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Home :: Archive :: 2005 :: August ::
What Happens in "Hamlet"
The Shakespeare Conference: SHK 16.1413  Monday, 29 August 2005

From: 		Jim Blackie <
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Date: 		Friday, 26 Aug 2005 10:30:58 -0400 (EDT)
Subject: 16.1408 Comment (and Wilson)
Comment: 	RE: SHK 16.1408 Comment (and Wilson)

Kezia Vanmeter Sproat wrote:

 >But this post is really about Hamlet, and Dover Wilson, and an idea
 >someone on the list might be interested in "borrowing" and running with.
 >
 >Negatively inspired by Wilson's title & text, (What Happens in Hamlet)
 >and in a serio-jocular educative mood, many years ago I proposed to
 >write a newspaper column, "This Week in Hamlet." The idea was to share
 >with public audiences, and allow them to enjoy, the huge diversity of
 >interpretation, staged and written, re. our hero [or heroes, Hamlet and
 >author], and to enlarge awareness of some of the fine points in the
 >humanities that most of my colleagues take for granted but most of the
 >public is innocent of. [And are still innocent of.] The column would
 >also list current Hamlet and other Shakespeare productions, films, etc.,
 >anything: the central play, both a taking-off point and a "coming back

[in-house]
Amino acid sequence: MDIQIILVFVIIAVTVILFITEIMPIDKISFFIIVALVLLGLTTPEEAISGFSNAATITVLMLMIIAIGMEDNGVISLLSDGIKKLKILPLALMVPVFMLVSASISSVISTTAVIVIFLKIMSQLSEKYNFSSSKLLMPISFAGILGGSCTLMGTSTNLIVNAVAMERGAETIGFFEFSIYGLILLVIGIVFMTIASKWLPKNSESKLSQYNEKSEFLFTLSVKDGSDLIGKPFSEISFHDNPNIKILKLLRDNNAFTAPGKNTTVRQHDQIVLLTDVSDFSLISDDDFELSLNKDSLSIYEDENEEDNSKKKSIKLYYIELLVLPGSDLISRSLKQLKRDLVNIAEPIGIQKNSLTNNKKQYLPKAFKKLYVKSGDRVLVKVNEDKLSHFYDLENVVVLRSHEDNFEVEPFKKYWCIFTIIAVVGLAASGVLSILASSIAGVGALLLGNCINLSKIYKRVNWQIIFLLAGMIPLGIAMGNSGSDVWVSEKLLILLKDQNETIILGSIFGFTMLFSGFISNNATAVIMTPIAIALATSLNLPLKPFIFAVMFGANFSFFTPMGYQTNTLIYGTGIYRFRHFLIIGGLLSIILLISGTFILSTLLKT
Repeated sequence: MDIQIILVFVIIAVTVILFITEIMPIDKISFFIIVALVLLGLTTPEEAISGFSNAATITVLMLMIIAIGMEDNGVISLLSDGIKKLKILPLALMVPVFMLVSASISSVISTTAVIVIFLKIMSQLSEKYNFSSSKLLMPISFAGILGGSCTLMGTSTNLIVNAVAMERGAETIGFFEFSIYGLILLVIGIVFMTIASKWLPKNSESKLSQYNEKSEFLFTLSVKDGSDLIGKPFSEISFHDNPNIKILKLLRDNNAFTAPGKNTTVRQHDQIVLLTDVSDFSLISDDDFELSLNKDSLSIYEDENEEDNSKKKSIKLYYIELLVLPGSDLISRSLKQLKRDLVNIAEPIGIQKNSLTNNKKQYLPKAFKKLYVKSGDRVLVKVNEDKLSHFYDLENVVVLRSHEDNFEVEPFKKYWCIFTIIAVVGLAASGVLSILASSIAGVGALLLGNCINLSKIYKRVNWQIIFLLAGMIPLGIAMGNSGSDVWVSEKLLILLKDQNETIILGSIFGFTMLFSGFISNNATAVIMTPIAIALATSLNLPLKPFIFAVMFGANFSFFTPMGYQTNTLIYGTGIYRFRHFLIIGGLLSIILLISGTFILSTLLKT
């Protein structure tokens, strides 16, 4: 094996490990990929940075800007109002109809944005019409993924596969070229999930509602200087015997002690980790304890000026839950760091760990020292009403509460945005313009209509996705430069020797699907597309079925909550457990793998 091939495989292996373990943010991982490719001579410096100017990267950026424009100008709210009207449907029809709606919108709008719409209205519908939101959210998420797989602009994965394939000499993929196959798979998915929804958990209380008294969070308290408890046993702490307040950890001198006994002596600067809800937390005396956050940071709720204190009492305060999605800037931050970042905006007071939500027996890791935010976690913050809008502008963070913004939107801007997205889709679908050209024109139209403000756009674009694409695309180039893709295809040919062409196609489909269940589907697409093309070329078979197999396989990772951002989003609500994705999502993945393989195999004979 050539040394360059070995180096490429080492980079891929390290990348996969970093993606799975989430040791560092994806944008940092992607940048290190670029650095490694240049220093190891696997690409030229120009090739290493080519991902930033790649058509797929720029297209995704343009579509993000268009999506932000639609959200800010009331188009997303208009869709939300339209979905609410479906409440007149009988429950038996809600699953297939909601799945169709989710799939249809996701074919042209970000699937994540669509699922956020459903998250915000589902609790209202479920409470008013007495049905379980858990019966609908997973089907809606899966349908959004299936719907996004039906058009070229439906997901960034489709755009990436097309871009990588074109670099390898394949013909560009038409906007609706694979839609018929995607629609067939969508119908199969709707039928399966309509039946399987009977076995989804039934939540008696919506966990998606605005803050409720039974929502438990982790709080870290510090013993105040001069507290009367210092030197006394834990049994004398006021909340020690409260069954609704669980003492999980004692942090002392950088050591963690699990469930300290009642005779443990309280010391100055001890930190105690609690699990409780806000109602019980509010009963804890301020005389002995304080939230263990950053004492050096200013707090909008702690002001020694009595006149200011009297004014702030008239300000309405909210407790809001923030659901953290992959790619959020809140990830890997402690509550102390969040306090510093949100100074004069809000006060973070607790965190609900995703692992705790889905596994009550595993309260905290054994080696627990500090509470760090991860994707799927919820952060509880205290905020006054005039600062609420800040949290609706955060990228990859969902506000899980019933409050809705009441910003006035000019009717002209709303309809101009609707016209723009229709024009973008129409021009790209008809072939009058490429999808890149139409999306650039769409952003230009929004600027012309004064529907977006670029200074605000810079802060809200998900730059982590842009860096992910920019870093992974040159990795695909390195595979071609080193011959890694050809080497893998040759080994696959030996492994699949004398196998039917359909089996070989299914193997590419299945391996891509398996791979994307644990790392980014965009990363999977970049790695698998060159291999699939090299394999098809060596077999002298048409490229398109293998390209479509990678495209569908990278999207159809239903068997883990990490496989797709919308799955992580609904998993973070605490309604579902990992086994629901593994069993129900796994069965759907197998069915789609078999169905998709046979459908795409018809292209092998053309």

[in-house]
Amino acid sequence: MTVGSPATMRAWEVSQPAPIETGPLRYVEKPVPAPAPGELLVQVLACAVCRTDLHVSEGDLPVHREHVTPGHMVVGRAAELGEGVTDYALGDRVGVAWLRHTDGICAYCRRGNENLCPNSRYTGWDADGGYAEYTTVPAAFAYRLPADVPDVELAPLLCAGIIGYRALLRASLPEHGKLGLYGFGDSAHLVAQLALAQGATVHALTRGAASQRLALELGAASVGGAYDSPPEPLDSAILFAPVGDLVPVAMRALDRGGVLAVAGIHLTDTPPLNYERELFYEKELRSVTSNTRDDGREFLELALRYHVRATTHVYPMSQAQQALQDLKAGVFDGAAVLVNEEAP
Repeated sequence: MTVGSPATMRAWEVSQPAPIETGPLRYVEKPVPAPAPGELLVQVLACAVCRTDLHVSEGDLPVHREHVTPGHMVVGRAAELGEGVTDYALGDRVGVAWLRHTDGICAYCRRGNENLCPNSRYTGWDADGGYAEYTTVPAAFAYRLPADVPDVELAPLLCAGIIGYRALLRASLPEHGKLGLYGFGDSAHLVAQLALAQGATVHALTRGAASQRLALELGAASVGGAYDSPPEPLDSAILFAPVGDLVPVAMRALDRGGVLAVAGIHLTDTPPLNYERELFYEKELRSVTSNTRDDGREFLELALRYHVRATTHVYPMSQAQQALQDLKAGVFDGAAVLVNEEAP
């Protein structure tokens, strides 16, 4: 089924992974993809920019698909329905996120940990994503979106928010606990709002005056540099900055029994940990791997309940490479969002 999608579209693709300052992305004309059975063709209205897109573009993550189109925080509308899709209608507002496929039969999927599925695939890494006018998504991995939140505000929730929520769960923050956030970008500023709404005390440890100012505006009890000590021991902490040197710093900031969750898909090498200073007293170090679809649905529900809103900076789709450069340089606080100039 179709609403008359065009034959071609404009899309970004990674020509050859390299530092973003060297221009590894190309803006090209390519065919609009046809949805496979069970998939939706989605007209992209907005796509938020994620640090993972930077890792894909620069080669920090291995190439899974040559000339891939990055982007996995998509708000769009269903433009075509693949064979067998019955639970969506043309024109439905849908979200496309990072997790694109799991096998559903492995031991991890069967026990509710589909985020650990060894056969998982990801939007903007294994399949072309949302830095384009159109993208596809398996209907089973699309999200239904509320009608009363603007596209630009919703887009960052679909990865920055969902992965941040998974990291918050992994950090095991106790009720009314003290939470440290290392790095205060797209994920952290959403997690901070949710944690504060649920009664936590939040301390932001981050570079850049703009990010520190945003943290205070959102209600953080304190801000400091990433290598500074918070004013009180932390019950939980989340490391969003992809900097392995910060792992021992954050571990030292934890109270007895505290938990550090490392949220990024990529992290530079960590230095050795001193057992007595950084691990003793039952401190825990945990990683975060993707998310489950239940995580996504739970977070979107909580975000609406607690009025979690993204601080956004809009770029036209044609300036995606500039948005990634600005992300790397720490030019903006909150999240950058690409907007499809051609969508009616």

>to" point for dialogue between literati and newspaper audience. A
 >celebration of its depth & light.

I'm the biggest Wilson fanatic, currently on a binge Wilson-thon of all 
his writings, so I guess that's me. Never "borrowing" but always 
crediting and quoting his insight that opened new understanding for me. 
As has been just voiced in an intelligent posting to this forum today, I 
paraphrase again that as long as my views are respected, anyone is free 
to refuse to accept them as their own. (Agree to disagree) -- But 
without that book, I would never have been made aware of the importance 
in the Gonzago play of the poisoner's identity as the nephew rather than 
the brother of the victim. I would never have been forced to rethink my 
interpretations of the plays in light of the thinking of the age in 
which it was performed or the frame of mind of the intended audience. 
There are many other "little" tips that are helping me as I continue on 
my journey of the re-discovery of the bard upon which I so very recently 
have embarked. If these thoughts are considered obvious or even 
erroneous to those more formally schooled in the study, as ask your 
pardon, but my opinions are my own and they work for me right now.

I have even been allowed to grow and build on my self schooling thanks 
to Mr. Cook's forum. Also thanks to the information gleaned here by 
contributions such as Steve Roth's, who most kindly shared his article 
"Who Knows Who Knows Who's There? - An Epistemology of Hamlet" with us 
and pointed out weaknesses in Wilson's Hamlet book, giving several 
carefully considered alternative explanations that I will also 
paraphrase and "run with."

I may not agree with everything I read here, but am appreciative of the 
opportunity to learn something new and to focus on things with others' eyes.

Jim Blackie

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